The Cardinals bullpen left much to be desired in 2018, and never was it more true than in the first half. By late July, management shifted their focus to throwing every possible solution they could at the problem. Tyson Ross and Tyler Webb were acquired from San Diego in separate moves, they grabbed Chasen Shreve in a deal with the Yankees, and a flurry of starting pitcher prospects were cobbled in for depth. That’s when Dakota Hudson entered the equation.
Few pitchers were as enigmatic on the quantitative side as Hudson. The quality of his stuff suggests dominance, but his 1.06 K/BB in his 27.1 inning debut was dreadful. His 2.63 ERA out of the bullpen last year is exciting and his 3.86 FIP is fine, but the 4.76 xFIP looks a little uglier. In spite of a few bad peripherals, both his 0.81 WPA (win probability added) and 3:1 ratio of shutdowns to meltdowns were second best in the bullpen.
His K/BB has always been a concern, even in his more dominant days in the minor leagues. At his best, it was 2.26 in AA in 2017 and 2.29 in AAA in 2018. In his first season in high-A, it was a meager 1.43 and an even worse 1.27 in his AAA debut in 2017. All of the low RPM spin that makes his sinker nasty also handcuffs his ability to get cheap swings and misses up in the zone. That needs improvement.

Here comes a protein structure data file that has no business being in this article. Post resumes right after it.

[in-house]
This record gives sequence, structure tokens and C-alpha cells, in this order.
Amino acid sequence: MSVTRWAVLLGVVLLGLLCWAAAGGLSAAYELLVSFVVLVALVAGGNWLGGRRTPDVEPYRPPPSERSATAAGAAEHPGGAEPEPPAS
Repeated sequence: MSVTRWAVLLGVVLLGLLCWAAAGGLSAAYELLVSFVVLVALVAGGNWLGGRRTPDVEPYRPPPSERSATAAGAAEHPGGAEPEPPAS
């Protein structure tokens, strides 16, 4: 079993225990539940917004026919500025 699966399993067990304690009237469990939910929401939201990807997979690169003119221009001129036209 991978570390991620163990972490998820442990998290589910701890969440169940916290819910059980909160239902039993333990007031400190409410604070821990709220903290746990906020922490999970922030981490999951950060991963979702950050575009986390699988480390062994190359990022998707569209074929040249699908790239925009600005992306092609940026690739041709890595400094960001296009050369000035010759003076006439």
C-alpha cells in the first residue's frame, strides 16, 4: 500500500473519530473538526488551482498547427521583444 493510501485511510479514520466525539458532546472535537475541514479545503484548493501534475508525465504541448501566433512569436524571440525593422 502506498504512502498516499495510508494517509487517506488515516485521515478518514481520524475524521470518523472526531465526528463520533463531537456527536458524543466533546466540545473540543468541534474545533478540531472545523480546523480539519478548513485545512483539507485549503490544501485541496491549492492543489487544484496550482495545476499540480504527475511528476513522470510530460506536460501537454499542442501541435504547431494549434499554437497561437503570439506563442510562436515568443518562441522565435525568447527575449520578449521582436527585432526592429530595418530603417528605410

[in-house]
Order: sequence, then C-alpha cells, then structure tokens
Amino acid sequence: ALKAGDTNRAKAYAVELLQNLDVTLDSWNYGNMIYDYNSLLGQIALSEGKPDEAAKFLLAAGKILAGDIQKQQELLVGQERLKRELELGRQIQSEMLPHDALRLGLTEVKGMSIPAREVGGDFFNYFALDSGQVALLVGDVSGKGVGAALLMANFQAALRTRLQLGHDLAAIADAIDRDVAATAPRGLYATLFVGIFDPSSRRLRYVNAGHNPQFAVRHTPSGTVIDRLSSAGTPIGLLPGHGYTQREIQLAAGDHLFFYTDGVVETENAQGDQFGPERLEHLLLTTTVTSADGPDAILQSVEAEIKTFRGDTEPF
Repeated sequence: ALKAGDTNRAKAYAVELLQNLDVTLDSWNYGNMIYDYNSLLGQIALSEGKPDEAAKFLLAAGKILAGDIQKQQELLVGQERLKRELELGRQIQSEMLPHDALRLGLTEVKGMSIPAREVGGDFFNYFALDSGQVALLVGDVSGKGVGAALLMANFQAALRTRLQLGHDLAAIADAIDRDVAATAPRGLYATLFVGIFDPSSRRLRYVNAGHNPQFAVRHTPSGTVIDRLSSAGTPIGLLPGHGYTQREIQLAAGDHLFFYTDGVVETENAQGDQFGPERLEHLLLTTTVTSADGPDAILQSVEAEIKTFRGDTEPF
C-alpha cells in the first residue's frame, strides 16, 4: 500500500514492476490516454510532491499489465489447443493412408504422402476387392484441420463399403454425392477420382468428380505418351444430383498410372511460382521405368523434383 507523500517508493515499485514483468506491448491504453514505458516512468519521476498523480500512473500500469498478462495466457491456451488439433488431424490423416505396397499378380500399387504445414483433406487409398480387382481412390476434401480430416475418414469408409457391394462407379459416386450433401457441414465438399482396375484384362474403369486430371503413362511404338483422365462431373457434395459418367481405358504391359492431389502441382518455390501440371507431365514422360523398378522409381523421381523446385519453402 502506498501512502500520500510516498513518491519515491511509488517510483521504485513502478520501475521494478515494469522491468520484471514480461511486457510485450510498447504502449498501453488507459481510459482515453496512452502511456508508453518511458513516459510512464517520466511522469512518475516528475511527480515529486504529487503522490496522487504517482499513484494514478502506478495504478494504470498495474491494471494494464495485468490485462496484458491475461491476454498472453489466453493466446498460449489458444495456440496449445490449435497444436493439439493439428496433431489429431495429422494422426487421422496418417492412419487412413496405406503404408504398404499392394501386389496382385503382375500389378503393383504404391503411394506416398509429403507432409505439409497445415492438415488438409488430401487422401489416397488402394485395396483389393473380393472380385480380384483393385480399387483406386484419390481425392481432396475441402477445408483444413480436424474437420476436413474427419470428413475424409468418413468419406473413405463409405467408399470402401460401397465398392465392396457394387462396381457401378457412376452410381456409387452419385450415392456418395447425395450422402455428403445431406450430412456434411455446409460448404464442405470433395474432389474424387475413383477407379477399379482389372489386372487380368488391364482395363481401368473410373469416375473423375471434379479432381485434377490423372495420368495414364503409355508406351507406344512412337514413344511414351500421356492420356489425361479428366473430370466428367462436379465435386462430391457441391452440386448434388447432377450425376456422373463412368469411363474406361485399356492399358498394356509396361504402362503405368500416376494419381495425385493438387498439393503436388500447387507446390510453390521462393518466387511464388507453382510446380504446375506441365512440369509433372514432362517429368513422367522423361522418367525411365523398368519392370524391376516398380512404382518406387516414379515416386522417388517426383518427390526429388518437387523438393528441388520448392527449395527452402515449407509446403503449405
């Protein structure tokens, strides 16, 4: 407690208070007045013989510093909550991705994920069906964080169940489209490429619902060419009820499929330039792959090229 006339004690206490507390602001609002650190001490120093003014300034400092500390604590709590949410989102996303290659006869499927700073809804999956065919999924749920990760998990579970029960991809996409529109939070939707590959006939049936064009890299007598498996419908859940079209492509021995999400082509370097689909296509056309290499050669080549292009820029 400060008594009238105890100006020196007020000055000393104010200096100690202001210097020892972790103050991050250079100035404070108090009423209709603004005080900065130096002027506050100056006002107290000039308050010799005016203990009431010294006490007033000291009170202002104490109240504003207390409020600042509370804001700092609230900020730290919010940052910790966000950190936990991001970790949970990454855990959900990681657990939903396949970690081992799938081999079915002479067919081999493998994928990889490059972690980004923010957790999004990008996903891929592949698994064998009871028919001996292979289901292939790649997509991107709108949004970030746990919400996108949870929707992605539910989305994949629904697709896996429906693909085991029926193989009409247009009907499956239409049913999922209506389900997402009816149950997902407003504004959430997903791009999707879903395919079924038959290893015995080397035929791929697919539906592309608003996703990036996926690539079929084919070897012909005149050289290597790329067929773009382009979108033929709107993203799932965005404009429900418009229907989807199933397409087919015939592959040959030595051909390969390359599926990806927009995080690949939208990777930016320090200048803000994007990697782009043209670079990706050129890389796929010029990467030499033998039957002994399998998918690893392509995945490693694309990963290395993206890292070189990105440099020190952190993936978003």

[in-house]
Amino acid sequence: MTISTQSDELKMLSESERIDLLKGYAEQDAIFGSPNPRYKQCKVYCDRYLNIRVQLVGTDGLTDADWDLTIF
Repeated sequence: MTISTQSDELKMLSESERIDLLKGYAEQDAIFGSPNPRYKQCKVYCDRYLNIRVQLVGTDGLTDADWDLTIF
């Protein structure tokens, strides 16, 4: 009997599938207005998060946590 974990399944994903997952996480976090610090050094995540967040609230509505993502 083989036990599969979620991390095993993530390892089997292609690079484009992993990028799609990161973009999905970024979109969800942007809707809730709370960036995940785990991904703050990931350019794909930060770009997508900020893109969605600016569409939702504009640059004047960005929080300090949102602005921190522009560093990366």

Hudson enters the 2019 season ranked 74th in the Baseball America Top 100 Prospects list, up 19 spots from 93rd before the 2018 season. His work in AAA last season (13-3, 2.50 ERA) was rewarded when he was named the Pacific League Pitcher of the Year. It was a repeat effort- his 2017 work in AA Springfield (9-4, 2.53 ERA) was good enough to be named the Texas League Pitcher of the Year. There’s a lot of shine on Hudson’s prospect status.
His repertoire reads like Tony Stark’s “We have a Hulk” quote in The Avengers (2012). He has a fastball that sits in the 97 mph range, and he can dial it up over 98.
He has a dirty slider/cutter in the 90-91 range.
Most impressively, his power sinker sits 96 and can reach as high as 98. He uses it to bully hitters into weak contact (trigger warning: end of season Cubs series highlight):
Fangraphs accurately calls it “angry stuff”, although that last video precisely shows the quandary. It’s filthy, especially in on the wrists like it was on Almora, but it’s also prone to contact and all of the poor events that can happen with contact.
2019 is a mystery for Dakota Hudson. Will he start or will he relieve? Will he begin the season starting in Memphis or in the bullpen in St. Louis? Wherever he pitches, in whatever role he pitches, will he unearth enough strikeouts? If he does, expectations begin to skyrocket.
What do you expect out of Dakota Hudson this year?